ST. PETERSBURG -- The last thing the Rays' opponents want to see right now is Fernando Rodney enter the game in the ninth inning with Tampa Bay holding a lead.
The closer has been nothing short of spectacular this season, racking up 33 saves in 34 chances with a 0.70 ERA and 51 strikeouts in 52 innings.
Rodney has been even better recently though, holding opponents scoreless in his last 22 innings of work, a club record for a reliever with Tuesday's scoreless inning in the Rays' 4-1 win over the Blue Jays. Joe Borowski held the old mark (21 in 2005).
"What can you possibly say," Maddon said about Rodney, who gave up his first hit in four games on Tuesday. "Even the base hit he gave up there was a ground ball. ... When you put the ball on the ground, you're doing your job as a pitcher, and you just can't help sometimes where it's hit."
James Shields, who got the win on Tuesday, holds the Rays' record of consecutive scoreless innings at 23, which he set last season. Rodney may get a chance to tie or break the record against the Jays before the team starts a road trip on Friday. The closer has allowed just one earned run at Tropicana Field this season.
Tuesday's ninth inning was interrupted at one point by home-plate umpire Gary Cederstrom, who had to get a new ball for Rodney. Maddon, who came out of the dugout to speak with Cederstrom, said after the game the interruption was caused by Rodney wiping sweat off his face and then wiping it on the ball instead of his uniform.
"I knew Ferando did not understand what [Cederstrom] was saying to him," Maddon said. "I asked him to go out and just explain to him exactly what he was seeing, so that Fernando would not be confused. With Carlos [Pena at first base serving as interpreter], I felt good that the message would be brought to Fernando, which it was."
Tampa Bay was involved in a controversy in June, when Joel Peralta was suspended six games for having excessive pine tar on his glove against the Nationals. Maddon, who didn't have a problem with ball being exchanged, said he believed it was Cederstrom himself who requested it and not Toronto's bench.
Rays sure to benefit from Longoria's presence
ST. PETERSBURG -- The return of Evan Longoria to the Rays' lineup on Tuesday wasn't just a welcome sight for him.
Outfielder Matt Joyce said Longoria's presence should mean good things for the rest of the team, which saw its order shaken up on Sunday against Baltimore.
"When you have a guy that can do what Longoria can do, it impacts the players around you, because the pitcher can't pitch around you if Longo is hitting behind you," Joyce said. "They're gonna be a little more careful. Maybe they'll attack you a little bit more and give you more pitches to hit."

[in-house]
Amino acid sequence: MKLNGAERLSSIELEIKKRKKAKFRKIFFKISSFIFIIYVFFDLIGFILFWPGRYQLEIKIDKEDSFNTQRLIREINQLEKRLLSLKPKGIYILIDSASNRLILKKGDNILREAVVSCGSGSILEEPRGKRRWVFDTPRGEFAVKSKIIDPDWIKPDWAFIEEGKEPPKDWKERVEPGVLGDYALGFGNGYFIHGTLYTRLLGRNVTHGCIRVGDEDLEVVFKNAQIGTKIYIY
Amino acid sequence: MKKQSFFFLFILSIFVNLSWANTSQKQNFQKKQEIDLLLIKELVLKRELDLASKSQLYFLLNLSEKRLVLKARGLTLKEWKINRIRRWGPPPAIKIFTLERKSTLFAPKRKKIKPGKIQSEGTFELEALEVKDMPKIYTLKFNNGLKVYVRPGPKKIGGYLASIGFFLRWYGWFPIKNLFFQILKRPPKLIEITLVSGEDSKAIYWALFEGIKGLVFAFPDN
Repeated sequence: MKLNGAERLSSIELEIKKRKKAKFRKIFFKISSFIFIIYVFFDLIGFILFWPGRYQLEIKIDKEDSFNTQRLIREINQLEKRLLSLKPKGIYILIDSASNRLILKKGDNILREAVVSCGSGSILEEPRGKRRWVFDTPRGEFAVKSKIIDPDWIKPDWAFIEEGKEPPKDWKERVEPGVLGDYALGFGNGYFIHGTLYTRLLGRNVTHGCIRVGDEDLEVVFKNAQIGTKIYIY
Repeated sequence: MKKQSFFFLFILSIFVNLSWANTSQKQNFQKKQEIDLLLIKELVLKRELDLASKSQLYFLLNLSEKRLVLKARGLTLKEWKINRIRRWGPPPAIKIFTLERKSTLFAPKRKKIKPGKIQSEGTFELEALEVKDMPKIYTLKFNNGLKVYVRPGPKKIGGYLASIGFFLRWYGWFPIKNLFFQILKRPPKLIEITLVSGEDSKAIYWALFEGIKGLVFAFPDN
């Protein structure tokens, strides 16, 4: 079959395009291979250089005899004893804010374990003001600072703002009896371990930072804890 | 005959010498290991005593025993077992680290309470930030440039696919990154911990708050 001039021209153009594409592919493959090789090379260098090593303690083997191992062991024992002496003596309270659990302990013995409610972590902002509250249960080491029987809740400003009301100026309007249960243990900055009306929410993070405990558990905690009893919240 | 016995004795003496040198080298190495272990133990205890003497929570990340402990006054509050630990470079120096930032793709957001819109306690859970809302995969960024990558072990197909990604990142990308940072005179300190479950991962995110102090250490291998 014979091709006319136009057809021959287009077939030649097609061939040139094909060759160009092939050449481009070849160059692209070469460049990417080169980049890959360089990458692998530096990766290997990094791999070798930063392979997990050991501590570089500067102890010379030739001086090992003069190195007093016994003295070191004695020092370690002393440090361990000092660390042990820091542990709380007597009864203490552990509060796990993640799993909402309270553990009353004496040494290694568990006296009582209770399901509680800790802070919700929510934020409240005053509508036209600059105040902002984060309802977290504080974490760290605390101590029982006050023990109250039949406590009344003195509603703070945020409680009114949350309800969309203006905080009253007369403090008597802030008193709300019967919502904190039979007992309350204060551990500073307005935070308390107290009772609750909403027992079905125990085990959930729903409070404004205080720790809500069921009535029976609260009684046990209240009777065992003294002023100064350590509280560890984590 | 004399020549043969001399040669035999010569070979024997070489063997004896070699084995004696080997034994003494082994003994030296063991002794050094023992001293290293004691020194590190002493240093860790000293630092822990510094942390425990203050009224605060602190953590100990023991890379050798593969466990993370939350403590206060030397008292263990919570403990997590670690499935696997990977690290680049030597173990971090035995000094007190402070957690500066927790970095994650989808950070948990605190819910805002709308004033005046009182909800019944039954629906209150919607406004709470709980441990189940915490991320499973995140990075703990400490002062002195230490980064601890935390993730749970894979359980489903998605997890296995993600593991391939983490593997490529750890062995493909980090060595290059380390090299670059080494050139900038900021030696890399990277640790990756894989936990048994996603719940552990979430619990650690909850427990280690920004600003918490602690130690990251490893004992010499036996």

Jeff Keppinger had been seeing time as the designated hitter, but that spot was filled by Longoria. Batting .423 against lefties this season with J.A. Happ on the mound for the Blue Jays on Tuesday, Keppinger was moved to first base with Carlos Pena getting a day off.
"By giving Carlos the appropriate time off against certain lefties it might actually make him even stronger against righties," Rays manager Joe Maddon said about the potential of having Keppinger play first base against certain left-handers.
"There's certain lefties I want them both to play against. ... You have to look at each lefty individually."
In the past, Joyce has also sparingly been in the lineup against southpaws, so Maddon elected to move utility man Ben Zobrist to right field and insert Sean Rodriguez at second base.
The Rays' lineup on Tuesday consisted of all righties or switch-hitters, and Maddon said it was because of Happ.
"We're just able to, so we're gonna do it," Maddon said.
Rays' roster starting to get a lot healthier
ST. PETERSBURG -- There may not be a happier person in the Rays' organization than trainer Ron Porterfield.
A total of 14 players have been on the disabled list this season for Tampa Bay while only four remain after the team reinstated Evan Longoria from the 60-day disabled list on Tuesday.
Outfielder Brandon Guyer won't return this season, while catcher Robinson Chirinos, out with a concussion, is still unlikely to be back.
But the other two, Jeff Niemann and Luke Scott, are set to begin rehab assignments shortly.
Niemann will be making the short drive to Class A Port Charlotte to make a start on Wednesday for the Stone Crabs. Out with a broken lower right leg since May 15, Niemann will likely make at least four starts and be prepared to throw 100 innings before returning to Tampa Bay.
Niemann threw three innings of a simulated game on Friday and is confident he can be stretched out by his fourth start because he was able to maintain arm strength during his injury.
Scott meanwhile, sidelined with an external oblique strain, took batting practice on Tuesday and will do so again Wednesday. Rays manager Joe Maddon said on Tuesday that Scott and will be re-evaluated for a potential rehab assignment after that.
Utility man Ben Zobrist provided some concern for Tampa Bay on Sunday after being removed prior to the fourth inning against the Orioles because of back spasms. But Zobrist was is back in the lineup on Tuesday against the Blue Jays.
Lefty reliever J.P. Howell owns an active scoreless streak of 20 innings and has not allowed a run since June 13 against the Mets.
Tuesday marked the 13th anniversary of Wade Boggs' 3,000th career hit. The Hall of Famer homered off Indians left-hander Chris Haney at Tropicana Field to become the first player to reach the milestone with a homer.
After committing 71 errors in 86 games before the All-Star break (second most in the Majors), the Rays had only seven in 22 games since the break -- tied for second fewest in the Majors -- entering Tuesday's action.
Greg Zeck is an associate reporter for MLB.com. This story was not subject to the approval of Major League Baseball or its clubs.